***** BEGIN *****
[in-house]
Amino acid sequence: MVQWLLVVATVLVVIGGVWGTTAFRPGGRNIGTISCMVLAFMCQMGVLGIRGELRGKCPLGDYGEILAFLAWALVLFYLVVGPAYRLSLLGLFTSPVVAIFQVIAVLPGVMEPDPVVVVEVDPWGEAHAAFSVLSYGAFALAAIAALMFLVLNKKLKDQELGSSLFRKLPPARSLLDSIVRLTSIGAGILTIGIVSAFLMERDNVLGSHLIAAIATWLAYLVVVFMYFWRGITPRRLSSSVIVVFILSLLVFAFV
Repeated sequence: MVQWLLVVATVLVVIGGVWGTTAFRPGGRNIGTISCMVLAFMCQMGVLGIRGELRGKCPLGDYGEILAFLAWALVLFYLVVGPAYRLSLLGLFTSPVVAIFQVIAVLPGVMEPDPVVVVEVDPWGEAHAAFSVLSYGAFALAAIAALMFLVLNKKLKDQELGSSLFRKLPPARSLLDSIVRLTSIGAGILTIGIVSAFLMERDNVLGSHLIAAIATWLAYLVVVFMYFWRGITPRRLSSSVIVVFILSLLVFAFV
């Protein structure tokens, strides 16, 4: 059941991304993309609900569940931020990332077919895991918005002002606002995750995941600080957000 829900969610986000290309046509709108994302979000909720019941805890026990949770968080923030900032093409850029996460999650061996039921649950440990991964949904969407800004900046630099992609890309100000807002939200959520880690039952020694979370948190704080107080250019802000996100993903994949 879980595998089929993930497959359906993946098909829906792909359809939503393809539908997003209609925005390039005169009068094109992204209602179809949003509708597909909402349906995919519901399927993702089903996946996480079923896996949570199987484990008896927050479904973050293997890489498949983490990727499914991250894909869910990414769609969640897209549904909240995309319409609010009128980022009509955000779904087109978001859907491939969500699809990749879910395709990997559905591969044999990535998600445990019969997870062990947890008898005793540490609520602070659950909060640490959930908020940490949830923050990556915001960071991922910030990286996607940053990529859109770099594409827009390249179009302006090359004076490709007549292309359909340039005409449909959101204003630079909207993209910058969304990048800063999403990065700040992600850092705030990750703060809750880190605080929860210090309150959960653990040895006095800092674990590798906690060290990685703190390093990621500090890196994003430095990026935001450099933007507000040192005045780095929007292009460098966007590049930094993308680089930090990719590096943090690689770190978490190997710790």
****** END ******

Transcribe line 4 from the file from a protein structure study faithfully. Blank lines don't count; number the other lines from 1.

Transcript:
């Protein structure tokens, strides 16, 4: 059941991304993309609900569940931020990332077919895991918005002002606002995750995941600080957000 829900969610986000290309046509709108994302979000909720019941805890026990949770968080923030900032093409850029996460999650061996039921649950440990991964949904969407800004900046630099992609890309100000807002939200959520880690039952020694979370948190704080107080250019802000996100993903994949 879980595998089929993930497959359906993946098909829906792909359809939503393809539908997003209609925005390039005169009068094109992204209602179809949003509708597909909402349906995919519901399927993702089903996946996480079923896996949570199987484990008896927050479904973050293997890489498949983490990727499914991250894909869910990414769609969640897209549904909240995309319409609010009128980022009509955000779904087109978001859907491939969500699809990749879910395709990997559905591969044999990535998600445990019969997870062990947890008898005793540490609520602070659950909060640490959930908020940490949830923050990556915001960071991922910030990286996607940053990529859109770099594409827009390249179009302006090359004076490709007549292309359909340039005409449909959101204003630079909207993209910058969304990048800063999403990065700040992600850092705030990750703060809750880190605080929860210090309150959960653990040895006095800092674990590798906690060290990685703190390093990621500090890196994003430095990026935001450099933007507000040192005045780095929007292009460098966007590049930094993308680089930090990719590096943090690689770190978490190997710790």